How the hell do they do it?  Everyone says facebook is worth like seven billion dollars, yet I haven’t the slightest clue how they make a single dime.  Do they actually print money?  Are they running whorehouses on the side?   Do they produce snuff films in third world countries?

No matter, I’ve been spoiled by this, so I hate paying for anything web-related.  Then along comes weebly.com to save the day.  Seriously, if you want to build a simple, free website without knowing any coding whatsoever, give them a shot.  And no, I’m not being paid for the plug.

In fact, I’m not being paid for any of this crap.  I need to figure out how the hell those damn websites are doing it.  Maybe they’re making it up.  Maybe one day I’ll just post on here that my website is worth eleven trillion dollars.  Yes!  Then I’ll have an Initial Public Offering of stock, raise millions of dollars, and then begin an advanced business process I’ll call Getting the Fuck Out of the Country With the Loot.  Hey, it almost worked for Enron.

Okay, where was I?  Oh, this website.  As you can tell for the menu above, this website will be a catch-all for everything I’m doing related to entertainment.  I have a few more videos to put up, but I’ll be honest here and say, like most every comic, I’ll never have a lot.  If you want to see the standup, you have to come see me.  I’ve got to make my money somehow!

I’m also going to start recording podcasts soon.  They’ll be an hour long, and I’ll kind of riff on certain subjects and have an advice segment.  I’m actually pretty excited about it. 

So, that’s it for now.  Let me know what you think of this blog/website.  If you like it, I’d love to hear it.  If you have suggestions, I can’t wait to ignore them.

I love you all.  Make me famous.

Sunday, April 17, 2011

He’s Ba-aaack!

If you followed a link from twitter or facebook to this piece, there is an excellent chance you have no idea what the above title refers to. And that’s okay. My fault, really. You’re not the lazy ass that constantly abandons blogs.

You see, this place is where it all began for me. On December 10th, 2005, on my way to my parents’ house for breakfast, I ran out of gas and had to call my dad to come get me. I was pissed, of course, but in some detached portion of my brain, I was laughing at myself hysterically. I decided I had to share the experience somehow. And since I was (and still am) such a fan of Dave Barry’s humor columns, I decided to open up a Blogger account and post my first-ever humor column on the experience.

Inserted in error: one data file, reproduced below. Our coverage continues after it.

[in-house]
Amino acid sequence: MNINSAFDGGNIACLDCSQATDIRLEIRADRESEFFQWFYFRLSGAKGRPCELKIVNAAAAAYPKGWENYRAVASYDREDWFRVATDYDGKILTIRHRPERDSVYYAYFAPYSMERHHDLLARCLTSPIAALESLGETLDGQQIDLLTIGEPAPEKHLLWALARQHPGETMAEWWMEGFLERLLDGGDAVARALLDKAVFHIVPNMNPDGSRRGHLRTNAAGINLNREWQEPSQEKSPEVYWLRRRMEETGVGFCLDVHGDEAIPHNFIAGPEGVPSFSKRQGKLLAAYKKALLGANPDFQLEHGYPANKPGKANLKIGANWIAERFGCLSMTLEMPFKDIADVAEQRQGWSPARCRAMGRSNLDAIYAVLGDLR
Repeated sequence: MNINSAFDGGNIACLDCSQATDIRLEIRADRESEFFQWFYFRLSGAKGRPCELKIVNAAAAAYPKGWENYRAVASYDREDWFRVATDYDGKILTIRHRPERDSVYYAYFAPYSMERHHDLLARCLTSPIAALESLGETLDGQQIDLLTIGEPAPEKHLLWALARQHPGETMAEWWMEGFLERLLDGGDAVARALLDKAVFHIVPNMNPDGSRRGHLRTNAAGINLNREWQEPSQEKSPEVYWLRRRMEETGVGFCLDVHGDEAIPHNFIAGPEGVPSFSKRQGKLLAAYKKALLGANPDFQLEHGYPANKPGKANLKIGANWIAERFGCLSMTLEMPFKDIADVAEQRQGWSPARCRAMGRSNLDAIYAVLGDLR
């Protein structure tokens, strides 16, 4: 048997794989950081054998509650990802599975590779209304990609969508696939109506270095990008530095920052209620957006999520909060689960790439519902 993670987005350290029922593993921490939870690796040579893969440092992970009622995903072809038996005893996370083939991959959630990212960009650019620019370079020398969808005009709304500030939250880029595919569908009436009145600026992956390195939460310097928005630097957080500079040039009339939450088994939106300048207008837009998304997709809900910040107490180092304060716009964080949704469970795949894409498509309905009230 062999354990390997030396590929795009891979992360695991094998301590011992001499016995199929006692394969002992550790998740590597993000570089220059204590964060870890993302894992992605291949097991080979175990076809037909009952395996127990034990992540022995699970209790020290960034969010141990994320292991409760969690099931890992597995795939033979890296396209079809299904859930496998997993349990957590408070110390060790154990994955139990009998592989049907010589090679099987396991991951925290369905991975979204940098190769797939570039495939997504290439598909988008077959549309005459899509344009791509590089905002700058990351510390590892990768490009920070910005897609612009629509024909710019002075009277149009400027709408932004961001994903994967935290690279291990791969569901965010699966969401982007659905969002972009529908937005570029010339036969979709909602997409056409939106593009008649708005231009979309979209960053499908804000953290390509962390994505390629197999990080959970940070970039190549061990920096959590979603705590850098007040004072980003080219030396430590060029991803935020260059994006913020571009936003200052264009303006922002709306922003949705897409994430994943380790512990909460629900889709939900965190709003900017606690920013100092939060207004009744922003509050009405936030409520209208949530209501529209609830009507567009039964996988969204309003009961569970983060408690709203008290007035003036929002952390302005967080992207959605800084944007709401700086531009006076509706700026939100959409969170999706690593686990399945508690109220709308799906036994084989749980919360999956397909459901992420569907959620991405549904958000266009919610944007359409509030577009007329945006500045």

It got a tremendous response. And by “tremendous response” I mean that nobody read it. I had to beg people to go to my blog. I had several phone conversations like this:

My sister Lori: Hello?

Me: Hey sis. I started a blog, and wrote an essay I’m really proud of. Could you take a look at it?

Lori: Sure! No problem. I’ll get right to it.

Me: No, I mean, right now.

Lori: Oh, look, I have another call…

But, amazingly enough, in time I built up a pretty strong readership, with several hundred hits every time I posted a new blog. So I made sure to leverage that popularity in the only I way I knew how: abandonment. It was amazingly stupid, because getting a following is difficult, but I guess I just felt so much pressure to be funny that I had to step away.

Since that time, I’ve had two MySpace blogs, a Tumblr blog, and a standup comedy career begin to blossom. I decided a few weeks ago I really need to start blogging again just to keep my wit sharp, and, of course, to update my friends and fans as to how everything is going. So, what better place than my original blog?

So here I am. I’m not exactly sure how this is going to go, but I can give you an educated guess. My initial instinct is to blog rather consistently, like 3-4 times per week, but instead of long humor essays like I used to, I’ll be posting shorter updates, based heavily on my standup. Of course, I know myself. The updates will probably turn into long essays. But if that happens, it happens. At least it will be good, funny content.

It feels good to be home.